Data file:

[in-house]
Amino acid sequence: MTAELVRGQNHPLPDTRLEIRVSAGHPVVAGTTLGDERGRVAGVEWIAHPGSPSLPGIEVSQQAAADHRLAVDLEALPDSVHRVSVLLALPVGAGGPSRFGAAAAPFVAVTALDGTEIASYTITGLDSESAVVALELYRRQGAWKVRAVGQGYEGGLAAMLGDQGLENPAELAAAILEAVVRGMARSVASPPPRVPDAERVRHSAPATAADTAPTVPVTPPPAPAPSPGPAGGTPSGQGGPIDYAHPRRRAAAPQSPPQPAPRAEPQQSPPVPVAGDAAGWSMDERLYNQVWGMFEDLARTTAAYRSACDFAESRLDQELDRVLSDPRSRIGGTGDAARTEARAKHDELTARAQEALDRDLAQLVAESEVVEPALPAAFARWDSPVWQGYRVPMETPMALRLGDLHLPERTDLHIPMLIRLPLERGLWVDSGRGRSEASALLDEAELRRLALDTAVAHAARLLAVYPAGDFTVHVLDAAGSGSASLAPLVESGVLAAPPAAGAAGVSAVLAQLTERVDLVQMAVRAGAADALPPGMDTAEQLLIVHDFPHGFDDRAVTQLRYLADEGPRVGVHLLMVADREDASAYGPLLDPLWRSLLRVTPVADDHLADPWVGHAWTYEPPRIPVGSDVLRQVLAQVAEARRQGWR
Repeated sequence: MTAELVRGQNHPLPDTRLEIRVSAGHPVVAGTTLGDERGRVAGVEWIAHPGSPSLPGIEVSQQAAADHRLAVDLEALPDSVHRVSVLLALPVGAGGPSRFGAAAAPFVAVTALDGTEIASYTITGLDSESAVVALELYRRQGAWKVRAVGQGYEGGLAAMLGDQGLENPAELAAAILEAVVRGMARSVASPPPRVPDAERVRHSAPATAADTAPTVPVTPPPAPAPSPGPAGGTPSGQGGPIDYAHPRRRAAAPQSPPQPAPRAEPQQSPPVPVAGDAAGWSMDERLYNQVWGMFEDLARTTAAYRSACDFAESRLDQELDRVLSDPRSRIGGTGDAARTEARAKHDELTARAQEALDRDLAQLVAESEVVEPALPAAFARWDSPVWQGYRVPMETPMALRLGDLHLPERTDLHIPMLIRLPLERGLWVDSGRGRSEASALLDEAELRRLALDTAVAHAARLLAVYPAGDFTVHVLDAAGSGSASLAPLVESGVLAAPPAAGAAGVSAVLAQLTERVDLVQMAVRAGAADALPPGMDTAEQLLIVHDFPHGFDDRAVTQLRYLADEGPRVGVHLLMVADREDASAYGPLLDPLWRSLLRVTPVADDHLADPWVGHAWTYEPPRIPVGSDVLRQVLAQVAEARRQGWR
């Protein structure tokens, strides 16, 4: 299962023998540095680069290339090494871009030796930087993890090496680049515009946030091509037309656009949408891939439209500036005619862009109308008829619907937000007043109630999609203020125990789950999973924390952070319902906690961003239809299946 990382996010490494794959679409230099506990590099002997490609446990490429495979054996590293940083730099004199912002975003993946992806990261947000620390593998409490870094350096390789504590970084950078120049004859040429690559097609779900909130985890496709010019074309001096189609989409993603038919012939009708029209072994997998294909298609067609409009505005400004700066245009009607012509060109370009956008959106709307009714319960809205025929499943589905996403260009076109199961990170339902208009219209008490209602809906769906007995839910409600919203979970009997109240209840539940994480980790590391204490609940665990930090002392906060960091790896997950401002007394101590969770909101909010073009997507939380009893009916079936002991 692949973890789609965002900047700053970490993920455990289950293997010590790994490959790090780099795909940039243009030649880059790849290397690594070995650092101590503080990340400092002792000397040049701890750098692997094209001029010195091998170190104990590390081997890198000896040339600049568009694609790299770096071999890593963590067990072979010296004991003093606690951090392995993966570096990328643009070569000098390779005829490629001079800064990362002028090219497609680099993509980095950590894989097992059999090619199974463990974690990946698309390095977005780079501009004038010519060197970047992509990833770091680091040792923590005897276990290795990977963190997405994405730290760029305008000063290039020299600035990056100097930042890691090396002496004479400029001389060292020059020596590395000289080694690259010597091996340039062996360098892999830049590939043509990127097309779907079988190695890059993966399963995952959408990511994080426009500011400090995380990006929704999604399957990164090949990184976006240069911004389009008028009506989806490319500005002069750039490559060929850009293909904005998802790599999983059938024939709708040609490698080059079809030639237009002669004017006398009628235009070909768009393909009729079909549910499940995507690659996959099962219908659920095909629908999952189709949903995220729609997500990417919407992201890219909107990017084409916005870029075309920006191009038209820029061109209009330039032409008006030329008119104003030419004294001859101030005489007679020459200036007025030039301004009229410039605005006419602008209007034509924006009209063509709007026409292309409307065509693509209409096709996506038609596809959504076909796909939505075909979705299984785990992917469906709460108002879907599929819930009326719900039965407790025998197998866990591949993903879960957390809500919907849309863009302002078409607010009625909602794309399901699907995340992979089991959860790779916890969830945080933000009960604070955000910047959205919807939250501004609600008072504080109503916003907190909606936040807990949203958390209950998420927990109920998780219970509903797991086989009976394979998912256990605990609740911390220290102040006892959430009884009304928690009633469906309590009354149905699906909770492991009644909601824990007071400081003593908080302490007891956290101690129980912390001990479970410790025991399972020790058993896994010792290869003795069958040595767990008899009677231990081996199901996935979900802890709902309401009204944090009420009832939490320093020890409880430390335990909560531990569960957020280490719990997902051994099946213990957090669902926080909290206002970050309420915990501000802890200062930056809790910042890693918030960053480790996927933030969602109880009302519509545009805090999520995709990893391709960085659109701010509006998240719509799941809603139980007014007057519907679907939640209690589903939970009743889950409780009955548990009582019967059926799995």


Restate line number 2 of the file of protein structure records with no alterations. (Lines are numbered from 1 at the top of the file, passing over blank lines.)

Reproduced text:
Amino acid sequence: MTAELVRGQNHPLPDTRLEIRVSAGHPVVAGTTLGDERGRVAGVEWIAHPGSPSLPGIEVSQQAAADHRLAVDLEALPDSVHRVSVLLALPVGAGGPSRFGAAAAPFVAVTALDGTEIASYTITGLDSESAVVALELYRRQGAWKVRAVGQGYEGGLAAMLGDQGLENPAELAAAILEAVVRGMARSVASPPPRVPDAERVRHSAPATAADTAPTVPVTPPPAPAPSPGPAGGTPSGQGGPIDYAHPRRRAAAPQSPPQPAPRAEPQQSPPVPVAGDAAGWSMDERLYNQVWGMFEDLARTTAAYRSACDFAESRLDQELDRVLSDPRSRIGGTGDAARTEARAKHDELTARAQEALDRDLAQLVAESEVVEPALPAAFARWDSPVWQGYRVPMETPMALRLGDLHLPERTDLHIPMLIRLPLERGLWVDSGRGRSEASALLDEAELRRLALDTAVAHAARLLAVYPAGDFTVHVLDAAGSGSASLAPLVESGVLAAPPAAGAAGVSAVLAQLTERVDLVQMAVRAGAADALPPGMDTAEQLLIVHDFPHGFDDRAVTQLRYLADEGPRVGVHLLMVADREDASAYGPLLDPLWRSLLRVTPVADDHLADPWVGHAWTYEPPRIPVGSDVLRQVLAQVAEARRQGWR